_MG_0362

_MG_0369

_MG_0368

_MG_0358

_MG_0360Lastly on my must-visit shop list is The New Leaf, a gardening store that offers so much more than flowers and plants.  This store is like a winding treasure hunt, with rooms filled to the brim with glassware, tiles, ribbon, vintage furniture pieces, ornaments, holiday decor and more.  If you’d like to see more of the shop, check out the article I wrote for Gardenista last year.

_MG_0327

_MG_0337

_MG_0532If you can believe it, most of the above was squeezed into a few hours while the rest of our time in the city was spent exploring as a family and enjoying the hotel pool!  We took the boys skating at Millennium Park, which they loved, and we sucked it up and paid to go to the top of the John Hancock.  I balked at paying, but it was worth every penny.  The views were spectacular and the boys got a big kick out of the experience.  We also spent a morning at the Lincoln Park Zoo, but it was bitter cold and we all lost our excitement after an hour or so.  Once we saw those poor, freezing flamingos we called it a day.  All this to say, we had an amazing time.  Spending time in Chicago feeds my soul on so many levels- it reminds me of the energy of my twenties, it leaves me breathless with its gorgeous architecture and design, it fills me with beauty as I see the sights though the eyes of my boys, and mostly, it makes me appreciate how lucky I was to once call this city home.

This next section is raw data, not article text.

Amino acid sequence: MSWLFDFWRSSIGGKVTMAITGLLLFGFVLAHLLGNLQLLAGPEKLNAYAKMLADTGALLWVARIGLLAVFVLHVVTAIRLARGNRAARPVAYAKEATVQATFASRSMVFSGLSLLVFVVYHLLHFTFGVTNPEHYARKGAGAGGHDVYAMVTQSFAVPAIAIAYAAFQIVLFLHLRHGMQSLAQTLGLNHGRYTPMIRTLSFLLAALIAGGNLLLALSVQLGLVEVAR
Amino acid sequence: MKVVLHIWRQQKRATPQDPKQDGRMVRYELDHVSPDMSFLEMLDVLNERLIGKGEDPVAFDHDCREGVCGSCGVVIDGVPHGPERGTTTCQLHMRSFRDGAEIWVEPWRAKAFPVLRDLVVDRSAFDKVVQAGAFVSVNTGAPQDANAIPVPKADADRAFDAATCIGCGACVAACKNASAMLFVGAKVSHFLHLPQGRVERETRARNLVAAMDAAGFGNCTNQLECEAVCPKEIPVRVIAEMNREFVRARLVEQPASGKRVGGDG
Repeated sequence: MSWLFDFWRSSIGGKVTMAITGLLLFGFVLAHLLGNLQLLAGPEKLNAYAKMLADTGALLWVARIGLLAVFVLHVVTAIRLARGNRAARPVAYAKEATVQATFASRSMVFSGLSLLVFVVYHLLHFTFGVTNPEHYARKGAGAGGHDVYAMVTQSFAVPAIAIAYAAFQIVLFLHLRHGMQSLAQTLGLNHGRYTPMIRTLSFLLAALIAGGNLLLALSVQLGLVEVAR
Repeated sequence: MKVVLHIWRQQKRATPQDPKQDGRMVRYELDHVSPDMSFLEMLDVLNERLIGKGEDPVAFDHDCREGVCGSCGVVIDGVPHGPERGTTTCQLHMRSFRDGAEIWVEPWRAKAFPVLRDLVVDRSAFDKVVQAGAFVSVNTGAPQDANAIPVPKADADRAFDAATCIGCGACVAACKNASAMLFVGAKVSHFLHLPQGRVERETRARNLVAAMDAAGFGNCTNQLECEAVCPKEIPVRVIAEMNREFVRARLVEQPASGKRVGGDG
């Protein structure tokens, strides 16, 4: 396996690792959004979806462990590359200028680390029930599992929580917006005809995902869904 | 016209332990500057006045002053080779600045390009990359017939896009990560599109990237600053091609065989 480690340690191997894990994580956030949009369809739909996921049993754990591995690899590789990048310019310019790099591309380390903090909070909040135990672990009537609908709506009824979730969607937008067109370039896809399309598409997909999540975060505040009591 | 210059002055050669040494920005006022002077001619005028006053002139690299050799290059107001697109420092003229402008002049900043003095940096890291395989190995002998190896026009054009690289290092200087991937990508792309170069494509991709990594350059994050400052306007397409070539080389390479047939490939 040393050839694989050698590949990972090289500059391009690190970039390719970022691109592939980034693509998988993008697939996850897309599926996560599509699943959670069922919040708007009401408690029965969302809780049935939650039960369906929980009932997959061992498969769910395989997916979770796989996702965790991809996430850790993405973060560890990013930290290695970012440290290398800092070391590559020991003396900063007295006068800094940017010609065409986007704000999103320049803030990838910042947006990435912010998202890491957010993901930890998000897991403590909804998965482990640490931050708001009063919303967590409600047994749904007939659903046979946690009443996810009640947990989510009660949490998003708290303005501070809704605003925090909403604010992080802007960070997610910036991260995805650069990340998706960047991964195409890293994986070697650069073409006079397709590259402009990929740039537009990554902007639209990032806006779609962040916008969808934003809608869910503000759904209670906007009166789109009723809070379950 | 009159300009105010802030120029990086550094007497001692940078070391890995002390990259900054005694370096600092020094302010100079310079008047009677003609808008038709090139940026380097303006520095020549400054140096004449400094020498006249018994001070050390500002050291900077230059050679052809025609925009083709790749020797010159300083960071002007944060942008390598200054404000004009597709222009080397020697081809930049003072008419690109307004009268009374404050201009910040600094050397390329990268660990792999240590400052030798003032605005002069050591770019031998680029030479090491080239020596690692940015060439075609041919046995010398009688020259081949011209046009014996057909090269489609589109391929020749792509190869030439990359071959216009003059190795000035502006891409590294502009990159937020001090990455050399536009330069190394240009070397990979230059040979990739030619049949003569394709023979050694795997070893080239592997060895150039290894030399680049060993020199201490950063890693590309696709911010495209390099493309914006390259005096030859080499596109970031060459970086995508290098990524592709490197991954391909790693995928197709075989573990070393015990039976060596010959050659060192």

_MG_0351

_MG_0343

_MG_0182

_MG_0185

_MG_0522

brownies

Raspberry Brownies and a Giveaway

Are you still full from Thanksgiving?  No?  Well good thing, because I am holding an Instagram giveaway for some delicious looking Roost cookbooks including My Darling Lemon Thyme, The Vibrant Table, and Lomelino’s Ice Cream.  I knew I wanted to highlight a recipe, and once I flipped through all three books I couldn’t help coming…

squareAre you still full from Thanksgiving?  No?  Well good thing, because I am holding an Instagram giveaway for some delicious looking Roost cookbooks including My Darling Lemon Thyme, The Vibrant Table, and Lomelino’s Ice Cream.  I knew I wanted to highlight a recipe, and once I flipped through all three books I couldn’t help coming back to these Raspberry Brownies from My Darling Lemon Thyme.  Of course I should have focused on something healthy that we could have had for dinner…but where’s the fun in that?!  My sweet tooth always gets the best of me.  These were honestly the best brownies I have ever made- chewy, moist and full of flavor.  I really like brownies that have more going on than just chocolate, so I loved the bright bursts of raspberries and the nutty crunch of pistachio and pecans.  These brownies perfectly walk the line between fudge-y and cake-y, and they are a fantastic treat.  I would highly recommend bringing them to a holiday cookie exchange (if you can bear to part with them!).